Only one of four candidates for the Labour leadership voted emphatically against the Tories’ welfare bill on Monday night.
Yvette Cooper, Liz Kendall and Andy Burnham all voted for a Labour motion supporting some provisions in the cuts package and criticising others. They then abstained on vote for the overall bill.
Jeremy Corbyn was alone in voting against the welfare cuts package in its entirety.
“I am voting against the government on the Welfare Bill tonight because I believe it will increase child poverty,” he said.
“We should be proud of the fact the last Labour government took 800,000 children out of poverty – but the approach of this Bill goes in the opposite direction. We cannot stay neutral on that.”
The Department for Work and Pensions’ impact assessment of the welfare cuts included in the Welfare Reform and Work Bill show that more than 330,000 children will lose out from the policy.
Andy Burnham said he was opposed to the bill but that the Labour leadership should vote as a whole. He said he would fight the changes at committee stage and, if he is unable to secure changes to it, argue that the party should vote against it at its third reading.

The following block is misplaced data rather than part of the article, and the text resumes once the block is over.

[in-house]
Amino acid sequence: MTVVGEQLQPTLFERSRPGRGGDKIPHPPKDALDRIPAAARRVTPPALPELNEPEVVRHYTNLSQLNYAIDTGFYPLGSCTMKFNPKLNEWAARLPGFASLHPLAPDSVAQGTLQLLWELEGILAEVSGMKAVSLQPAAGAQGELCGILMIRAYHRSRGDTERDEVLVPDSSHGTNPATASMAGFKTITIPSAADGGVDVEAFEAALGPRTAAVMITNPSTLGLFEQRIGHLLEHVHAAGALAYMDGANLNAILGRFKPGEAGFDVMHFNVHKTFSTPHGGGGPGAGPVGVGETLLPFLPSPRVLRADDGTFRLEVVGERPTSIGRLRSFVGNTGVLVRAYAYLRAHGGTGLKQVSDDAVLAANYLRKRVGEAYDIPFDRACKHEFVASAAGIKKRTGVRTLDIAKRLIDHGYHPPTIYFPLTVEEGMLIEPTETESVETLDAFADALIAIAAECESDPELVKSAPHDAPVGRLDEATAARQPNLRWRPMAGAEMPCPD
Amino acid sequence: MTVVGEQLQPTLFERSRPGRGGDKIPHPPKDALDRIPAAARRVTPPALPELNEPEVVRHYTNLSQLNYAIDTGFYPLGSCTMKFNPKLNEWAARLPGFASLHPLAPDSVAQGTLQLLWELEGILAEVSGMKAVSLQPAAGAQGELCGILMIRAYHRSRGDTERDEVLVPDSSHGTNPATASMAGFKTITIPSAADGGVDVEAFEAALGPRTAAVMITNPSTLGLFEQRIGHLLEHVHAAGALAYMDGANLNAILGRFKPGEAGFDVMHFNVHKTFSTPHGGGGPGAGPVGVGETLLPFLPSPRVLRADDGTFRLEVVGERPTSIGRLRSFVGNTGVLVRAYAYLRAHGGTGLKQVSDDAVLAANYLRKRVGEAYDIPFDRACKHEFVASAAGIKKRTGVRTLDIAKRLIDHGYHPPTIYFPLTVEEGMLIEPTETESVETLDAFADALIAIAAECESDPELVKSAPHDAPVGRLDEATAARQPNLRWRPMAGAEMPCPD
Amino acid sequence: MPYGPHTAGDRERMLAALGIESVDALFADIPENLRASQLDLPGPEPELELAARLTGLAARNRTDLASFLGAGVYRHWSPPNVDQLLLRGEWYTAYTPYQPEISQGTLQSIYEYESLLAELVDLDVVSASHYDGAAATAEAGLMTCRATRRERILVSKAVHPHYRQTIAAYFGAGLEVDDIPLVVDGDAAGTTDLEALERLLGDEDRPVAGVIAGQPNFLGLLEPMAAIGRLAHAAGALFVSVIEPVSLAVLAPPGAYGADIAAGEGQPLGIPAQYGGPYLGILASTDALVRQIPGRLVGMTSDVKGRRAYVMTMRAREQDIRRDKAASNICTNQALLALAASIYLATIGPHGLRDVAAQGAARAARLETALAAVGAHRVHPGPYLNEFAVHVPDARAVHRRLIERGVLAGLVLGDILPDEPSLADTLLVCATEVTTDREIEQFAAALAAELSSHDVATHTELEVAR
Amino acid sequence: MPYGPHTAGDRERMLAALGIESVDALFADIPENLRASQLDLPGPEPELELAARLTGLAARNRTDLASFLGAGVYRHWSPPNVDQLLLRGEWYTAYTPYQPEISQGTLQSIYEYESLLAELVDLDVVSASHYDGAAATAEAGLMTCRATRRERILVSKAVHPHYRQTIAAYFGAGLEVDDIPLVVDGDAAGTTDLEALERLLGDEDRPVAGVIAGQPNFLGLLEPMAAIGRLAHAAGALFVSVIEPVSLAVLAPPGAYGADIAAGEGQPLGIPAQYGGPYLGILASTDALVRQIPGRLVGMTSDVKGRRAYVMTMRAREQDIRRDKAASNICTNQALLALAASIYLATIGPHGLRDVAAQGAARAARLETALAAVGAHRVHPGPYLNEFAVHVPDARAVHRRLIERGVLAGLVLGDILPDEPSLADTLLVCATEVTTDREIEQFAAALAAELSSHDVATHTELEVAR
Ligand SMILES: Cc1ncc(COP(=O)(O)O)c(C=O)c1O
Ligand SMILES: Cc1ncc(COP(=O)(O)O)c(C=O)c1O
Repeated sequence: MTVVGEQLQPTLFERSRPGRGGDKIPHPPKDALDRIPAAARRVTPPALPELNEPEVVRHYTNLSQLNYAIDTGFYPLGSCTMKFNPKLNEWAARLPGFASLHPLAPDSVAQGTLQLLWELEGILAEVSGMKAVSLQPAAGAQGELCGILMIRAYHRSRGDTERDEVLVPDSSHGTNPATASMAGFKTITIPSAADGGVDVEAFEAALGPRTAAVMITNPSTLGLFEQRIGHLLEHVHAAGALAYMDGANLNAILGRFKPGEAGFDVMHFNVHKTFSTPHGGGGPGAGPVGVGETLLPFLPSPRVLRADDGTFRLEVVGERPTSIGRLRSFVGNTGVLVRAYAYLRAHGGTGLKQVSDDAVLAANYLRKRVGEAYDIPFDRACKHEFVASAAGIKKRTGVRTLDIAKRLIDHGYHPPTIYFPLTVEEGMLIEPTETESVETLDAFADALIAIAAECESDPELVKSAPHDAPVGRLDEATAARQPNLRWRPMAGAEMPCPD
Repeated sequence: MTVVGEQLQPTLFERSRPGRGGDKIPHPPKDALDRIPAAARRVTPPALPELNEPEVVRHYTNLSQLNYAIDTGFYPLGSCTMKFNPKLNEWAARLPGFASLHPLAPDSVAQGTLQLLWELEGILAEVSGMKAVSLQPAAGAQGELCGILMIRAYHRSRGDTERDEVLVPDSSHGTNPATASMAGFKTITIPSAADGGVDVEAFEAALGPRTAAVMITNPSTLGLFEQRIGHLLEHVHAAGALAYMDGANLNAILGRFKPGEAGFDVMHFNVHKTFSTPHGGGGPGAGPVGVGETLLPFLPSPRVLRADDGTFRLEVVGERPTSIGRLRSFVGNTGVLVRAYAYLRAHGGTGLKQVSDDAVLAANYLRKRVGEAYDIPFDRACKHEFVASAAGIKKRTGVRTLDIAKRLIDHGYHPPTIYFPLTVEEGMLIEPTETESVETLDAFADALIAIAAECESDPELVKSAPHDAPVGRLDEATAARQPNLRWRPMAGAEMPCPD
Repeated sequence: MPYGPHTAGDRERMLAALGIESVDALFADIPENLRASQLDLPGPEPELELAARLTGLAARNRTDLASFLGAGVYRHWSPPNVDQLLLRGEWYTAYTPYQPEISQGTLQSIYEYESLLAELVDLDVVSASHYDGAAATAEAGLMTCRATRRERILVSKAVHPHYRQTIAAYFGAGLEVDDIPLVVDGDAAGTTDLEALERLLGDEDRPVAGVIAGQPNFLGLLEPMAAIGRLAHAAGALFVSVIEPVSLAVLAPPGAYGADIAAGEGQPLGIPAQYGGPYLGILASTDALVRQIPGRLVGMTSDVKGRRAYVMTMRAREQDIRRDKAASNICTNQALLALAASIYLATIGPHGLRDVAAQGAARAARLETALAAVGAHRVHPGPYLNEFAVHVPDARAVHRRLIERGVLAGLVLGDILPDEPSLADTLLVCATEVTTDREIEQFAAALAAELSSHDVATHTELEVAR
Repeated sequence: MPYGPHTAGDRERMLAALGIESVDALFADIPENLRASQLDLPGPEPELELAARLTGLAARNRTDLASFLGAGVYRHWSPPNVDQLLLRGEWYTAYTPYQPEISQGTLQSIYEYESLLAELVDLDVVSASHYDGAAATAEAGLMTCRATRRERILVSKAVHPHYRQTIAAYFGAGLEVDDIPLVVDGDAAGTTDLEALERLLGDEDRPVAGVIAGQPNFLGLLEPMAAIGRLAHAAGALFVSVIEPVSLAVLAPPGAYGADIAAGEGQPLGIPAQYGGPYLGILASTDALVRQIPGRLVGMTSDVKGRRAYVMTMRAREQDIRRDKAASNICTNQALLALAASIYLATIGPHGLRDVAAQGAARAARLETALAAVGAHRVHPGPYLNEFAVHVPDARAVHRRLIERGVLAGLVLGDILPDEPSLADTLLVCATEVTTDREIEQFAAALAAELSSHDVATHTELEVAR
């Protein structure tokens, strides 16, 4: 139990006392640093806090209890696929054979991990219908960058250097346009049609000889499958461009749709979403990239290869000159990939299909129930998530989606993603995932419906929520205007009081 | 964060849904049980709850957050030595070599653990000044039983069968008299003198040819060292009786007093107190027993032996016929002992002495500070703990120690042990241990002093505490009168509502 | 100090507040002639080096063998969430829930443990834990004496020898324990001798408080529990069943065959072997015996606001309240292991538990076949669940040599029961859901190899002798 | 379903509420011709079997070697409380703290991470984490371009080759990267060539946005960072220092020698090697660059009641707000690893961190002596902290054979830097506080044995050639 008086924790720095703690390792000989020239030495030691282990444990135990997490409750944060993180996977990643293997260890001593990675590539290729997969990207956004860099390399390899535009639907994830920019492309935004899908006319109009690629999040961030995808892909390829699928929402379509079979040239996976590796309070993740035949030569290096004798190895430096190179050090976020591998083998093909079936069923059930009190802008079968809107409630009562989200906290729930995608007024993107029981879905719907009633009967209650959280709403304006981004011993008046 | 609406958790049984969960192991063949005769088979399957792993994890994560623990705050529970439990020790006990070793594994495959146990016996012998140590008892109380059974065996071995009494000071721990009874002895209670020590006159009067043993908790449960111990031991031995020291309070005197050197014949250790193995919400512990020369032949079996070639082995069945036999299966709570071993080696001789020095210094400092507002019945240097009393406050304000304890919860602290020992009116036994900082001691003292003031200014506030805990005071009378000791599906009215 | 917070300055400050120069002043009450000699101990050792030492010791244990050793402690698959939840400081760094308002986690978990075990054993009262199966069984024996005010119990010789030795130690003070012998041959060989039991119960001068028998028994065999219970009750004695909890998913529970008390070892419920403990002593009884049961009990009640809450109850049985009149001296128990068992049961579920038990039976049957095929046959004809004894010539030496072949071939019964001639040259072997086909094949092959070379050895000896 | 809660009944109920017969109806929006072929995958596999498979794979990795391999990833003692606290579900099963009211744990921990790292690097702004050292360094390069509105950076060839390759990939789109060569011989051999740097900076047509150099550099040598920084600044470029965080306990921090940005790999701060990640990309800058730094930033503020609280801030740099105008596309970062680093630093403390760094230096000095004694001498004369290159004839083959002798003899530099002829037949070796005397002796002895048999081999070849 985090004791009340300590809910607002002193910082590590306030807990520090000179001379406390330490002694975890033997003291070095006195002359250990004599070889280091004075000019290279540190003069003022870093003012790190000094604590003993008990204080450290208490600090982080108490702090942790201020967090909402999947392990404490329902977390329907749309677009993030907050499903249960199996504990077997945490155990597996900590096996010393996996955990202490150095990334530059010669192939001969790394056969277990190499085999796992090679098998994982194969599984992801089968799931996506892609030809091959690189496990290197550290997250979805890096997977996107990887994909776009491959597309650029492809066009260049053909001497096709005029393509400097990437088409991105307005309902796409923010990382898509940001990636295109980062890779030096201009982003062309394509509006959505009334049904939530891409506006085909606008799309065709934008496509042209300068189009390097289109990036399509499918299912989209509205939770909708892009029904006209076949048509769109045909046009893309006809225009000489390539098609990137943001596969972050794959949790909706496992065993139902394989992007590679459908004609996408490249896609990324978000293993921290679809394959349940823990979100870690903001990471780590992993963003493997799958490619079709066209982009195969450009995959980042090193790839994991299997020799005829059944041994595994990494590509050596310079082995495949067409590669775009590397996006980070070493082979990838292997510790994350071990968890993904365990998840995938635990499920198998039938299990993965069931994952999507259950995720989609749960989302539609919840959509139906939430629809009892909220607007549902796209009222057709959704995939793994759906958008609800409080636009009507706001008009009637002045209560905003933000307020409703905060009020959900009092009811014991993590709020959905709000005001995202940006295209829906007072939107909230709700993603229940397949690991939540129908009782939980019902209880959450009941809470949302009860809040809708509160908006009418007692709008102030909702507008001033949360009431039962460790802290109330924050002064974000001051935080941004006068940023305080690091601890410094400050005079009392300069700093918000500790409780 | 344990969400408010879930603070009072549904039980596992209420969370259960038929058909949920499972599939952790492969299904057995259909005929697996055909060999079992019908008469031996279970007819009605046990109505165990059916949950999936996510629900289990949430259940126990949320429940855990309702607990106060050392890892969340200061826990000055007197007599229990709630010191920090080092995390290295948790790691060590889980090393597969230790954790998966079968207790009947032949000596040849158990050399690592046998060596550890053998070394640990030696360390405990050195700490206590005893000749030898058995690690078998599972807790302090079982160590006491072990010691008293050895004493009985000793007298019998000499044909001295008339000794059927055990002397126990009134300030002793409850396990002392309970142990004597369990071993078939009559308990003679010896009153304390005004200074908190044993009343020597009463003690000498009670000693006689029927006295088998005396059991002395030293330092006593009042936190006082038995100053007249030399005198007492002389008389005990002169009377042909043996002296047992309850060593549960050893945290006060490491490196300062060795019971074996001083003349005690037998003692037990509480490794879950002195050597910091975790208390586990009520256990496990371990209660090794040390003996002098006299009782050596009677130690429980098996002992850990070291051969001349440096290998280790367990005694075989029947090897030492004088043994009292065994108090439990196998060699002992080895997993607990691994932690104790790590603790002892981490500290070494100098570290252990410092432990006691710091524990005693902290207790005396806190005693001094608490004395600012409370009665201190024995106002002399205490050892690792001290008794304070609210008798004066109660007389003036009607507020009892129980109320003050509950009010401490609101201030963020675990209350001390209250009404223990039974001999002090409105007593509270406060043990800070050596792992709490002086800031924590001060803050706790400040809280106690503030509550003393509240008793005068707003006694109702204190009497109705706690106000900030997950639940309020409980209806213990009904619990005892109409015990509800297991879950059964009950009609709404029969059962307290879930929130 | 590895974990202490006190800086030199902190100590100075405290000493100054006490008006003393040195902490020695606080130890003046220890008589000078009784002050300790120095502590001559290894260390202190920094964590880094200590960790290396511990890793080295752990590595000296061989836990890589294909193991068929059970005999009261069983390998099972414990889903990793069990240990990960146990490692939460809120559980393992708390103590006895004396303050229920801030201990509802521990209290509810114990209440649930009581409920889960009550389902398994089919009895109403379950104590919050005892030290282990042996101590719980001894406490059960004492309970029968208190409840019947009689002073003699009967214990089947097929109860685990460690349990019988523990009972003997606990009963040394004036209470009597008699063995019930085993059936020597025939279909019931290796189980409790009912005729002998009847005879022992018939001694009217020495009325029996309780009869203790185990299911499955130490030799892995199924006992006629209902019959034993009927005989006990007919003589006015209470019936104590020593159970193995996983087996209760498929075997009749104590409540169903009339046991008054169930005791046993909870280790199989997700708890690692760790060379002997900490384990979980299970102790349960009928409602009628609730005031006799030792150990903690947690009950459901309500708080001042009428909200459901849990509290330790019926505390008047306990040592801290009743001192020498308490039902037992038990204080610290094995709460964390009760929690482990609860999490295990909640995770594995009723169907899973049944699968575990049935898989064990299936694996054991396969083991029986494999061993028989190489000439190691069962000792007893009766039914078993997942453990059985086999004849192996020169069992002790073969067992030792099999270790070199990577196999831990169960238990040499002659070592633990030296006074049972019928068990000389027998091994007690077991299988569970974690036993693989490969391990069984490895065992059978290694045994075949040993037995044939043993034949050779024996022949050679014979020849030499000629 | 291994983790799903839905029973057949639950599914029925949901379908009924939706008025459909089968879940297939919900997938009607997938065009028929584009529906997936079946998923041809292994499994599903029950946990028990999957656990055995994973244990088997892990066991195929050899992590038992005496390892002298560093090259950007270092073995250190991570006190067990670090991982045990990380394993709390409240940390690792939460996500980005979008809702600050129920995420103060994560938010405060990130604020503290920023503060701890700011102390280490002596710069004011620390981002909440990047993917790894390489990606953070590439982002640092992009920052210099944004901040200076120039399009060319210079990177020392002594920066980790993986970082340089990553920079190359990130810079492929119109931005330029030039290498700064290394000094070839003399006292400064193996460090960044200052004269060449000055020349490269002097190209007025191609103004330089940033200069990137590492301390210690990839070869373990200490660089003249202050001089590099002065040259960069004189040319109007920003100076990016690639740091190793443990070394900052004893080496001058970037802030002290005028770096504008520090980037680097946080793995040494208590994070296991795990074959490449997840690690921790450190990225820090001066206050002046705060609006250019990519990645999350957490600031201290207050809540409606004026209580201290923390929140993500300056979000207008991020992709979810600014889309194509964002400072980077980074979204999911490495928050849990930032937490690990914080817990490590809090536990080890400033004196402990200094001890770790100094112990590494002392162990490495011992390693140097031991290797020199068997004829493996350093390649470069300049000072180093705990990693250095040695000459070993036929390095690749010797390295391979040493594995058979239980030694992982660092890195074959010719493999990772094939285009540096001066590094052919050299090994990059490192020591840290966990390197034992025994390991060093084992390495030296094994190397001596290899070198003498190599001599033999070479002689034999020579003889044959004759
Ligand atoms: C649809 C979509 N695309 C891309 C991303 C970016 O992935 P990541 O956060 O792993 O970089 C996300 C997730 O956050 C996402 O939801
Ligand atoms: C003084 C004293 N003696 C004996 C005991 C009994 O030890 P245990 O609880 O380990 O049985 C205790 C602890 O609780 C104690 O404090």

Liz Kendall said Labour needed to change its position on welfare in order to win the election.
“People said to us 'We don't trust you on the money, we don't trust you on welfare reform',” she said earlier last week.
“If we are going to oppose things we have to put something else in its place because if we carry on making the same arguments we have done over the last five years we will get the same result.”
The main changes proposed by the Government are reducing the household welfare cap from £26,000 to £23,000, abolishing legally binding child poverty targets, cuts to child tax credits, cuts to Employment and Support Allowance, and cuts to housing benefit for young people.
Labour says it supports the benefit cap and cuts to mortgage support but not disability benefit cuts or the repeal of child poverty targets.
A group of rebel MPs backed an alternative motion that wholly opposed the package, however. This was ultimately backed by 48 MPs.Reuse content